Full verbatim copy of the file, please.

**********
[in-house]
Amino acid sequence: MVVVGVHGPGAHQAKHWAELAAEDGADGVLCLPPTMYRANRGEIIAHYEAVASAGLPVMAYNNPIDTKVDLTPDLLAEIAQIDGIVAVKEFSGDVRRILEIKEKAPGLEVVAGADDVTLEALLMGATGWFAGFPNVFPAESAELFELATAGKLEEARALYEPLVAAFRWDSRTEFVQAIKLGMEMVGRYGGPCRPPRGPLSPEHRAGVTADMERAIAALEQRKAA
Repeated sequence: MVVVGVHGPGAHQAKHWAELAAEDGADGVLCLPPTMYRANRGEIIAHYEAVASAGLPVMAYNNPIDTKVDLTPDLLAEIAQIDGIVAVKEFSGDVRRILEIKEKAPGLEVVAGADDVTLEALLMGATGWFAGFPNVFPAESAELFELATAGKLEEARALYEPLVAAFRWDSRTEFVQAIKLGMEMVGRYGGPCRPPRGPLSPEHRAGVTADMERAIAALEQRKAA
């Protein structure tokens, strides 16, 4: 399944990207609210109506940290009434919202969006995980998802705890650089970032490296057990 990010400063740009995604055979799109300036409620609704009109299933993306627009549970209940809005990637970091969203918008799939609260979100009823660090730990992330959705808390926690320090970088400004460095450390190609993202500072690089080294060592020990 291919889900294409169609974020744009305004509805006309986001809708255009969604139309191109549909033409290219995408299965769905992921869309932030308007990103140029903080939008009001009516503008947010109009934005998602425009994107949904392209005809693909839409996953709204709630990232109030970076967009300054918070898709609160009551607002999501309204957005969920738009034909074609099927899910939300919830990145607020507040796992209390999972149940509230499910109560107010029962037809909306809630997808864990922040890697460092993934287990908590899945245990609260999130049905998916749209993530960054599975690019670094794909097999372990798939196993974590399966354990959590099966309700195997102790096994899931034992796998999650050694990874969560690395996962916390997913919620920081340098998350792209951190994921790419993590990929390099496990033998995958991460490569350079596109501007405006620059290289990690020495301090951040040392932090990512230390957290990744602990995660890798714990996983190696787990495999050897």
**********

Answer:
[in-house]
Amino acid sequence: MVVVGVHGPGAHQAKHWAELAAEDGADGVLCLPPTMYRANRGEIIAHYEAVASAGLPVMAYNNPIDTKVDLTPDLLAEIAQIDGIVAVKEFSGDVRRILEIKEKAPGLEVVAGADDVTLEALLMGATGWFAGFPNVFPAESAELFELATAGKLEEARALYEPLVAAFRWDSRTEFVQAIKLGMEMVGRYGGPCRPPRGPLSPEHRAGVTADMERAIAALEQRKAA
Repeated sequence: MVVVGVHGPGAHQAKHWAELAAEDGADGVLCLPPTMYRANRGEIIAHYEAVASAGLPVMAYNNPIDTKVDLTPDLLAEIAQIDGIVAVKEFSGDVRRILEIKEKAPGLEVVAGADDVTLEALLMGATGWFAGFPNVFPAESAELFELATAGKLEEARALYEPLVAAFRWDSRTEFVQAIKLGMEMVGRYGGPCRPPRGPLSPEHRAGVTADMERAIAALEQRKAA
């Protein structure tokens, strides 16, 4: 399944990207609210109506940290009434919202969006995980998802705890650089970032490296057990 990010400063740009995604055979799109300036409620609704009109299933993306627009549970209940809005990637970091969203918008799939609260979100009823660090730990992330959705808390926690320090970088400004460095450390190609993202500072690089080294060592020990 291919889900294409169609974020744009305004509805006309986001809708255009969604139309191109549909033409290219995408299965769905992921869309932030308007990103140029903080939008009001009516503008947010109009934005998602425009994107949904392209005809693909839409996953709204709630990232109030970076967009300054918070898709609160009551607002999501309204957005969920738009034909074609099927899910939300919830990145607020507040796992209390999972149940509230499910109560107010029962037809909306809630997808864990922040890697460092993934287990908590899945245990609260999130049905998916749209993530960054599975690019670094794909097999372990798939196993974590399966354990959590099966309700195997102790096994899931034992796998999650050694990874969560690395996962916390997913919620920081340098998350792209951190994921790419993590990929390099496990033998995958991460490569350079596109501007405006620059290289990690020495301090951040040392932090990512230390957290990744602990995660890798714990996983190696787990495999050897």